Al-Andalus, then, might profitably attack southern France, or at least finish the project of uniting Iberia. Even with only 150 total strength, 65 in the demesne – less than Croatia, and thus the smallest of the player nations – it is not very vulnerable to attack, facing only the weak Pyrenees district overland and, across the Med, thinly-garrisoned stretches of the Caliphate – not that an Andalus-Caliphate war looks very likely, longtime allies as they are. A joint Jihad against Germany is much more probable, and al-Andalus is well placed to profit from one; better, perhaps, than the Caliphate, which will have difficulty bringing its strength to bear against Italy. On the other hand, France would likely aid its ally in such a war, and it is better placed to defend the Pyrenees than Germany is. It does happen sometimes that we go two years without a crash; if that occurs during a war with France, al-Andalus could be in trouble.
That brings me to the Caliphate, which with 380 total strength (160 in the demesne) is not such a superpower as one might think – even before considering that its strength is very spread out. The Morocco and Algiers districts are effectively useless against Byzantium or Persia; conversely the powerful Syria district – able to defend itself against the Anatolian districts, or against Persian attack from the Baghdad and Caucasus districts, but not both – is too far away to be of much use against Germany. Indeed, the Caliphate is much better suited to fighting Eastern wars than Western ones. If the rumours of jihad have any basis, the Caliph had better have some allies lined up. Note that in the recent war, it was quite unable to deal with Persia and Byzantium, who were attacking its richest and best-defended districts while simultaneously fending off Russia and Croatia. To speak truth, this map has given me a bit more sympathy for Frosty’s demands; the threat to Syria was perhaps a valid security concern for him.
To finish up the Moslem nations, Persia is currently a bit under the weather with a bad King; it will recover from its current strength of 180. Even when it does, however, it’ll be in the unfortunate position of having most of its strength in the Iranian highlands, far from any border. It Caucasus district would need Byzantine help to defend against the corresponding Russian one; for the Trans-Caspian district, no help could be sent. (Although on the other hand, I drew that border very arbitrarily, and the Iranian highlands are nearby and have nothing better to do.) As for fighting the Caliphate over the Levant, better not, at least without an ally – presumably Byzantium. Indeed, the map has likewise given me more sympathy for Foels’s and my demands; although together we are a match for Frosty’s Syria and Jordan districts, either of us alone is not. No alliance, however firm, can be quite as strong as a single sovereign; we may find, once the current truce ends, that perfectly legitimate security interests, on all sides, will cause another Mid-East conflict. Not that this should surprise anyone; when is there peace in these lands?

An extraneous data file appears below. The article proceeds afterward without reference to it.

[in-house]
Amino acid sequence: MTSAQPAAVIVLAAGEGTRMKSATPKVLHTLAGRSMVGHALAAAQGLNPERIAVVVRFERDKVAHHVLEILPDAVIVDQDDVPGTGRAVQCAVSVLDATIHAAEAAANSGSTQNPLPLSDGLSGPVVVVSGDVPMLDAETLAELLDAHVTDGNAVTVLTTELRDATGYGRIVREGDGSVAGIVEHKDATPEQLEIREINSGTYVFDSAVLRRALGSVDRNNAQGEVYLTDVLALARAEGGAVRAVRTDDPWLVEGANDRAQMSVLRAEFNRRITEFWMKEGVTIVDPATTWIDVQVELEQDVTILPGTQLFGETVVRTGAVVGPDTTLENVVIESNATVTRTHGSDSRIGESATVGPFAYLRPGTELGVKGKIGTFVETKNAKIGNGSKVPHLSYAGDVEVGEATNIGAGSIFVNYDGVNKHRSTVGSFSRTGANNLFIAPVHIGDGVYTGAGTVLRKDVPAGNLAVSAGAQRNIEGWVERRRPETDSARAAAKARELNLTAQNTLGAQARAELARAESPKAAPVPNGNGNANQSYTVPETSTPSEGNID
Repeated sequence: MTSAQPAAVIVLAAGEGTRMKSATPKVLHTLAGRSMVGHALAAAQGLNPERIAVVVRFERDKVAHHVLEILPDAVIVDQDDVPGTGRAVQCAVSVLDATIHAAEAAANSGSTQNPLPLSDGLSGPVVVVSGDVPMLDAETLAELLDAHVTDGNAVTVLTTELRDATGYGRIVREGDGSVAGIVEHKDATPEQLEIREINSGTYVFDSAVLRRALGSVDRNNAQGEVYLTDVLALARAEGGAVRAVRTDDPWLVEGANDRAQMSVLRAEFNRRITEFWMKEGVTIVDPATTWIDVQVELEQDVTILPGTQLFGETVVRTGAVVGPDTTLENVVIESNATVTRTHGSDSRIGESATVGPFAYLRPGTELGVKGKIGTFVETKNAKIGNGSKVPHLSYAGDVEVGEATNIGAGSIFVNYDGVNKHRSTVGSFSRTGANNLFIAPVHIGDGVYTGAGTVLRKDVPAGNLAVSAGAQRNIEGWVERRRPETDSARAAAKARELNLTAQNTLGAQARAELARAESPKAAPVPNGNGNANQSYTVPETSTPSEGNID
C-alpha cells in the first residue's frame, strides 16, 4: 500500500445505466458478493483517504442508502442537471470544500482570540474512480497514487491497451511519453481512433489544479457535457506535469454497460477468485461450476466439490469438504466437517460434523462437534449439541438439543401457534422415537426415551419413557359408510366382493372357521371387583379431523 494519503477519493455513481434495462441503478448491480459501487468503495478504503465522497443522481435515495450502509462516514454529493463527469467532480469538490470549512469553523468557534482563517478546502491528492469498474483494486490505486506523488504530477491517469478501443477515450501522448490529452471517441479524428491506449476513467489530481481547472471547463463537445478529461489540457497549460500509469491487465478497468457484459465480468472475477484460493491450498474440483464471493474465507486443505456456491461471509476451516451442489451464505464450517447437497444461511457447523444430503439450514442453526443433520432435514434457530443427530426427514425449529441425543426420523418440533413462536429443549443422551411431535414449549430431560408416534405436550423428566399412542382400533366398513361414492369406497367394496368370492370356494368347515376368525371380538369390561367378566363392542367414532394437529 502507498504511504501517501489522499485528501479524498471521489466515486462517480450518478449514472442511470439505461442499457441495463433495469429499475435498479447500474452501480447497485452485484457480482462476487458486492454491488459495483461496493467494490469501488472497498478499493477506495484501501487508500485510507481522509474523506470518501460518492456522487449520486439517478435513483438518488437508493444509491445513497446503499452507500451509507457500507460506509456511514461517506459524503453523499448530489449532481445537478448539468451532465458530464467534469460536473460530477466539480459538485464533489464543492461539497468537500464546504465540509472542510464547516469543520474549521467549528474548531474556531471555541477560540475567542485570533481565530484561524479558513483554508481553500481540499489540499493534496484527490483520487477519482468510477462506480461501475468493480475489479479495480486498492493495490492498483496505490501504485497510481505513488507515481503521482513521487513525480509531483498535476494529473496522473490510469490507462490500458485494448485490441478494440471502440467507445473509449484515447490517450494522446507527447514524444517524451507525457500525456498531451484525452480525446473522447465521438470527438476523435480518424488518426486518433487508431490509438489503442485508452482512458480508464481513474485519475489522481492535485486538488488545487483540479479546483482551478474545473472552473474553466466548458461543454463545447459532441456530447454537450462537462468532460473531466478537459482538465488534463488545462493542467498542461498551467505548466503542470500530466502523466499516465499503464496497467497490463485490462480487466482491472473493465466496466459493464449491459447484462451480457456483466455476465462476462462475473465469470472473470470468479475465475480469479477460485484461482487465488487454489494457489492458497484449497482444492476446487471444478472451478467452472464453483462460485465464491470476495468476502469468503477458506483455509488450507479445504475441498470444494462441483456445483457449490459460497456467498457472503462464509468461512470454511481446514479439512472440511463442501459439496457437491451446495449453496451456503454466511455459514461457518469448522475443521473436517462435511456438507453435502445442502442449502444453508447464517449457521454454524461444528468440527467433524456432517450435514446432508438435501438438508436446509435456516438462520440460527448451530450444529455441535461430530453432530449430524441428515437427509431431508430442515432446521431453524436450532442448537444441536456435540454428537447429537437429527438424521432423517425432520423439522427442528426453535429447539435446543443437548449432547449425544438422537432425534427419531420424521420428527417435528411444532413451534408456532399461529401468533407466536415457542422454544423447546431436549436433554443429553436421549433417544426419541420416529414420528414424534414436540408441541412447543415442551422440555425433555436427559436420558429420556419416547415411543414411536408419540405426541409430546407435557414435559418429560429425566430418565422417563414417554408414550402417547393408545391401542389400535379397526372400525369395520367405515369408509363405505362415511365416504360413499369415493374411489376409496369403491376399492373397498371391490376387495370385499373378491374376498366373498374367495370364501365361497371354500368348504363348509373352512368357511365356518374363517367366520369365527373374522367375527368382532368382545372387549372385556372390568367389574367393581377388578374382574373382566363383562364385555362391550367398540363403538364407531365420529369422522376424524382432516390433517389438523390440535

There’s a reason it is called All the Russias; 600 total strength, and of that, 200 (!) in the demesne. I had a look at the makeup of those troops; 80 of them are only peasants, which makes the total a bit less impressive. But still, it is clear that one does not simply walk into Russia. Worse, that strength is actually concentrated on the borders; just consider the Dniepr district, facing Croatia. Croatia’s main strength is on the other side, nearer the Adriatic; it is hard to see how OY would resist a drive into Poland. Likewise Foels would have some trouble with the Caucasus or TransCaspian levies. Russia looks quite safe from anything but a concerted alliance of all its immediate neighbours, and even then, because of its sheer size, they would each be fighting something roughly in their own weight class – or rather, those districts that border on Russia would be doing so. The need to split his attention might be more of a problem for vR than lack of manpower, in such a war.
I mentioned that Croatia (total 180, demesne 55) has its main manpower in Croatia proper, on the Adriatic coast; it is well suited to fighting Byzantium, which can just about match it with the Balkan districts. War with Russia, Bavaria, or Germany would be a real problem, however; against the first two Poland is vulnerable, being thinly garrisoned and difficult to reinforce from the south, and as for Germany, just the Venice regiment is equal to the whole of Croatia’s demesne, and very close to the border at that. On the other hand, even against Byzantium the Danube district might fare badly. On the whole, Croatia is in the opposite position to France: It is rather weaker than its manpower would suggest – and then you have to consider that the manpower number isn’t so impressive anyway.
I have, of course, left the best for last; but Byzantium’s position is not very enviable. Total strength 210, of which 90 in the demesne; not that much more than my perennial rival Croatia. I already noted that the Balkan districts can just about match Croatia’s southern manpower reserves, which they border; with neither side having the advantage in numbers, it comes down to skill and some tech. I have a small advantage in the latter, but don’t expect it to be decisive. Unless one of us gets into a civil war, or arranges a gangbang, the Balkan border is unlikely to shift much. And on the other side, the situation is no better: Without Foels to help, I am very vulnerable to the powerful Syrian army of the Caliphate; and as for invading Russia, it’s a stretch logistically and I’m outnumbered even before that. Even Persia, with its main strength in the Iranian heartland, is not very vulnerable to my Anatolian forces. Whatever is an empire to do?
Oh, of course. Bribe one set of barbarians to attack the other. Same procedure as every year!
It’s odd… looking at the map, and comparing to the total CK manpower, I’m reasonably confident I’ve misplaced 60k soldiers somewhere. But I can’t for the life of me figure out where they went. I’ve covered every sovereign nation – well, except the Pope, and how many divisions has the Pope, eh? Oh well – such a small number isn’t very important in the scheme of things, after all.